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A challenging read but the rewards are well worth the effort
on October 21, 2013
Michael Deibert has undertaken the gargantuan task of unraveling the tangled web of players and perpetrators in the DRC. There is one constant throughout the shifting alliances and rhetoric detailed in this book: lust for control and money always trumps the most basic right to life. Unlike many conflicts of this nature, the Congolese people are not pawns in this vicious game; they are incidental and disposable which makes the crime even more profound and evil.
Mr. Deibert does not make an emotional appeal to his readers. Rather he forces you to confront meticulously detailed (and footnoted) facts. As a primer, he provides a brief history of the DRC that sets the stage for what has become one of the largest killing fields in the world. Ground truth exposes that all the key players in the never-ending "peace process" either have a vested interest in promoting conflict or lack interest in dealing with the true causes of the suffering. The United Nations, ICC and the Clinton administration are shown to have lacked any conviction or moral compass. Each of these groups function in the murky shadows of political expedience and demonstrate their mastery of giving the appearance of doing something when actually doing nothing (or worse). Museveni, Kabila and Kagame waver between competition and collaboration in an effort to gain control over valuable swaths of the DRC's abundant natural resources. The covers are finally pulled back on the lie that is Paul Kagame. He is neither democratic nor morally grounded. Like so many despots in the developing world, he has packaged his particular brand of evil in a persona that appeals to the more shallow senses and sensibilities of the United States and European countries.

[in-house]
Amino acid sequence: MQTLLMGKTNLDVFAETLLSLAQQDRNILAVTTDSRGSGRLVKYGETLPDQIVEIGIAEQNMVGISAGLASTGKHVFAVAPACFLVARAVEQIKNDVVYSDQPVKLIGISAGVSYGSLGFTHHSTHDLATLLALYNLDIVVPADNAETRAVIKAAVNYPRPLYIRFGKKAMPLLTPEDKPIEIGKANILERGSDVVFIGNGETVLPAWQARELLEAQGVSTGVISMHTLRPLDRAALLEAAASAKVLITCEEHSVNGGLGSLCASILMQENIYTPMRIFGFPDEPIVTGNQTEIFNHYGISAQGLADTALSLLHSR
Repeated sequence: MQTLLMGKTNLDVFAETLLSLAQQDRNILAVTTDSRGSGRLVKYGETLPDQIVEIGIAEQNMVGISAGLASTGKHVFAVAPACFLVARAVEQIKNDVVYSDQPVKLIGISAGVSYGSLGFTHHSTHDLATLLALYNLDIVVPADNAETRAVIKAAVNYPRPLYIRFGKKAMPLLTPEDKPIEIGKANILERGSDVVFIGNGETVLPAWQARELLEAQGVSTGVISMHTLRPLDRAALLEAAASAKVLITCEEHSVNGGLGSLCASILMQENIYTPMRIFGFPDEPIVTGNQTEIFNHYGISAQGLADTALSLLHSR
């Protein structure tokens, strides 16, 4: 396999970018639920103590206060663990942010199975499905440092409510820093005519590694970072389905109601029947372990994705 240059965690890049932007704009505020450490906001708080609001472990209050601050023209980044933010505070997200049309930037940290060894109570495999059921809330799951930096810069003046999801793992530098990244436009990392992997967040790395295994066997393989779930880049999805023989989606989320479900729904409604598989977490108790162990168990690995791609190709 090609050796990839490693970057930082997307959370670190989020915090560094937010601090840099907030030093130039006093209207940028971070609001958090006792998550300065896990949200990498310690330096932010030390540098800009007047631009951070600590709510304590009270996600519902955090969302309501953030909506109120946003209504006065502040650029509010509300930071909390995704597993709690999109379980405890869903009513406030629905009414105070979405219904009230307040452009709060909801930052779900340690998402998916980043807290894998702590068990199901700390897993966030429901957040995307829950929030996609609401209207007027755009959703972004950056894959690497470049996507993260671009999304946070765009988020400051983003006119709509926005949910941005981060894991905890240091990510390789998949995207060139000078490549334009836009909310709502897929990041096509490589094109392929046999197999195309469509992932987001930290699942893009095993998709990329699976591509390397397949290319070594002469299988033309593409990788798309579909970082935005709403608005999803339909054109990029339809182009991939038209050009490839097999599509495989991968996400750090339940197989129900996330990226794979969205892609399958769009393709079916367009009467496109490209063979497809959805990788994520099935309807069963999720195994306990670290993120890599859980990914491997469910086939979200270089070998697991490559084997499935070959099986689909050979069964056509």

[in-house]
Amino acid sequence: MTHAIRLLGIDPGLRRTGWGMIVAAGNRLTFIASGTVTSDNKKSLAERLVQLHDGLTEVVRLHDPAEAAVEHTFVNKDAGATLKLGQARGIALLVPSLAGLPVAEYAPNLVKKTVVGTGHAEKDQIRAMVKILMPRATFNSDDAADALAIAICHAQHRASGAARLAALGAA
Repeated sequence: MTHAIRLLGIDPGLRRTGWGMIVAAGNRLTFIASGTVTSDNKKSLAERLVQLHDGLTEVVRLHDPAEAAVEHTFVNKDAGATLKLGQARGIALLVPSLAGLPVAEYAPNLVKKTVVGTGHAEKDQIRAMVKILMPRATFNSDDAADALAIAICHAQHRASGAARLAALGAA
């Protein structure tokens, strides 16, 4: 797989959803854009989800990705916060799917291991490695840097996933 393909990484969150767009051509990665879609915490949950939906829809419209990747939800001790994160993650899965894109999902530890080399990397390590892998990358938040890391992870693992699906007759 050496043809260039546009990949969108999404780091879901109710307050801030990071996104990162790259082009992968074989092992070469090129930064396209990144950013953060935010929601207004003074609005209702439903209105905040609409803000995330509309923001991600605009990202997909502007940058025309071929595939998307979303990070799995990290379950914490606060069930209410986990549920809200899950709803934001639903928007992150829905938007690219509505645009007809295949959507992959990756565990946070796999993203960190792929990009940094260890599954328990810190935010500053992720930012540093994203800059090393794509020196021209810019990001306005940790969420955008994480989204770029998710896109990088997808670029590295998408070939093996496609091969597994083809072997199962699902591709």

The story of the oxymoronically-named Democratic Republic of the Congo needs to be told; it needs to be heard; it needs to motivate us to act. Mr. Deibert has made many of the gruesome details and history of this country accessible to us. The victims now have a voice.
As a secondary comment, Mr Deibert touches on how Belgium established the foundation for human rights abuses that have become the norm in the DRC. Upon finishing his book, I would encourage the interested reader to pick up a copy of Adam Hochschild's "King Leopold's Ghost" for a more comprehensive overview of the Belgian "contributions" to the DRC.